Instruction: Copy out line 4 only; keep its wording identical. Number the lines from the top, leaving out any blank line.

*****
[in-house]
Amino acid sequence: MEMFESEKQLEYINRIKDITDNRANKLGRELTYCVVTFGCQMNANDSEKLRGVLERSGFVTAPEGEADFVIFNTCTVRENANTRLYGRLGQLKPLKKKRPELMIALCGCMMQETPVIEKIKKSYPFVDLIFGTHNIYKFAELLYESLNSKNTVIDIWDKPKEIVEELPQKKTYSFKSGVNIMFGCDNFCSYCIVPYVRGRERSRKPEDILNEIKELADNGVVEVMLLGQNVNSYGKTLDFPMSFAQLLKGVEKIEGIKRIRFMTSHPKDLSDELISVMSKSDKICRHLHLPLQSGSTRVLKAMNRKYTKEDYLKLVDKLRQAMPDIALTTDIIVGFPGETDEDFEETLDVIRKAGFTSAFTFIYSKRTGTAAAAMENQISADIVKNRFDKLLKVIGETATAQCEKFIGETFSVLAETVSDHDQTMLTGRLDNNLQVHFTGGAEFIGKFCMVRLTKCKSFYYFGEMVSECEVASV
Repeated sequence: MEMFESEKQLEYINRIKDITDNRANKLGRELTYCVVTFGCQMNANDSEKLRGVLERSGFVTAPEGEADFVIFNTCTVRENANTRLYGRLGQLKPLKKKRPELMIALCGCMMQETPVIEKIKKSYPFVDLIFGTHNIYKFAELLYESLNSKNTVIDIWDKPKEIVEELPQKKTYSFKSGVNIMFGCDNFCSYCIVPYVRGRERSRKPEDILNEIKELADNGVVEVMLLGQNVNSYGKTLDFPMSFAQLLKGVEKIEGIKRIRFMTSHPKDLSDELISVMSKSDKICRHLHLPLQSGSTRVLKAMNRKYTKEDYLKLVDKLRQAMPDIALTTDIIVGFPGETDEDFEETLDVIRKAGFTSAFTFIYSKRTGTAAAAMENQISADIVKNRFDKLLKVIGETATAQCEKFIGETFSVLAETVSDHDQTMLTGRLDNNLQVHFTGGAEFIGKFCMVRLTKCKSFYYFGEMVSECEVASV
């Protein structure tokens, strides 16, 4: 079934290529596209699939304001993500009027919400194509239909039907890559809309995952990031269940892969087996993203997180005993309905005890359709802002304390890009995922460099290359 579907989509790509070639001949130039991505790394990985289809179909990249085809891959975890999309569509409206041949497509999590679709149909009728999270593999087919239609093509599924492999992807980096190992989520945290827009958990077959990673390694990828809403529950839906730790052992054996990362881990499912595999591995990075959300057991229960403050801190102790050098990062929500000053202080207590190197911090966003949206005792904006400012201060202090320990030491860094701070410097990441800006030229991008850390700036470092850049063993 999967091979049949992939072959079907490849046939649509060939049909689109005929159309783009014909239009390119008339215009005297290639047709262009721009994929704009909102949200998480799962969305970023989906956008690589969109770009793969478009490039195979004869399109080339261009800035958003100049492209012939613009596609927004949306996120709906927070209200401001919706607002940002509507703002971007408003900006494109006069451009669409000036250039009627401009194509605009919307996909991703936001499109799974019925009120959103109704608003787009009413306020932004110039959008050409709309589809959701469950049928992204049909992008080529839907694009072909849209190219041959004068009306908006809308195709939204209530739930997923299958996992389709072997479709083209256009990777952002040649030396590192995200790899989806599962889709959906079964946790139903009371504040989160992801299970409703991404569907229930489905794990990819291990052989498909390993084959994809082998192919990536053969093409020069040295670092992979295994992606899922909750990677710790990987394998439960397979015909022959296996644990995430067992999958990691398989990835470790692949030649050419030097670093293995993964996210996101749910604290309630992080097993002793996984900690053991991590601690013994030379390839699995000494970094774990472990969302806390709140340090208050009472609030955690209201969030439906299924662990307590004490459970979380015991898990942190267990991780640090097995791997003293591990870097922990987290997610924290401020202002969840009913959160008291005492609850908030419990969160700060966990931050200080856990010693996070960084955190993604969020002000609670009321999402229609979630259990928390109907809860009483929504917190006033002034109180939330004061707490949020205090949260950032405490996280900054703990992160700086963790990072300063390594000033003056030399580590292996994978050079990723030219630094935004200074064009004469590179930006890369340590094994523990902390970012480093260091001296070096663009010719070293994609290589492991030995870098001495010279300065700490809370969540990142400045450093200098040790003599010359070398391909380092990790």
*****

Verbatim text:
């Protein structure tokens, strides 16, 4: 079934290529596209699939304001993500009027919400194509239909039907890559809309995952990031269940892969087996993203997180005993309905005890359709802002304390890009995922460099290359 579907989509790509070639001949130039991505790394990985289809179909990249085809891959975890999309569509409206041949497509999590679709149909009728999270593999087919239609093509599924492999992807980096190992989520945290827009958990077959990673390694990828809403529950839906730790052992054996990362881990499912595999591995990075959300057991229960403050801190102790050098990062929500000053202080207590190197911090966003949206005792904006400012201060202090320990030491860094701070410097990441800006030229991008850390700036470092850049063993 999967091979049949992939072959079907490849046939649509060939049909689109005929159309783009014909239009390119008339215009005297290639047709262009721009994929704009909102949200998480799962969305970023989906956008690589969109770009793969478009490039195979004869399109080339261009800035958003100049492209012939613009596609927004949306996120709906927070209200401001919706607002940002509507703002971007408003900006494109006069451009669409000036250039009627401009194509605009919307996909991703936001499109799974019925009120959103109704608003787009009413306020932004110039959008050409709309589809959701469950049928992204049909992008080529839907694009072909849209190219041959004068009306908006809308195709939204209530739930997923299958996992389709072997479709083209256009990777952002040649030396590192995200790899989806599962889709959906079964946790139903009371504040989160992801299970409703991404569907229930489905794990990819291990052989498909390993084959994809082998192919990536053969093409020069040295670092992979295994992606899922909750990677710790990987394998439960397979015909022959296996644990995430067992999958990691398989990835470790692949030649050419030097670093293995993964996210996101749910604290309630992080097993002793996984900690053991991590601690013994030379390839699995000494970094774990472990969302806390709140340090208050009472609030955690209201969030439906299924662990307590004490459970979380015991898990942190267990991780640090097995791997003293591990870097922990987290997610924290401020202002969840009913959160008291005492609850908030419990969160700060966990931050200080856990010693996070960084955190993604969020002000609670009321999402229609979630259990928390109907809860009483929504917190006033002034109180939330004061707490949020205090949260950032405490996280900054703990992160700086963790990072300063390594000033003056030399580590292996994978050079990723030219630094935004200074064009004469590179930006890369340590094994523990902390970012480093260091001296070096663009010719070293994609290589492991030995870098001495010279300065700490809370969540990142400045450093200098040790003599010359070398391909380092990790």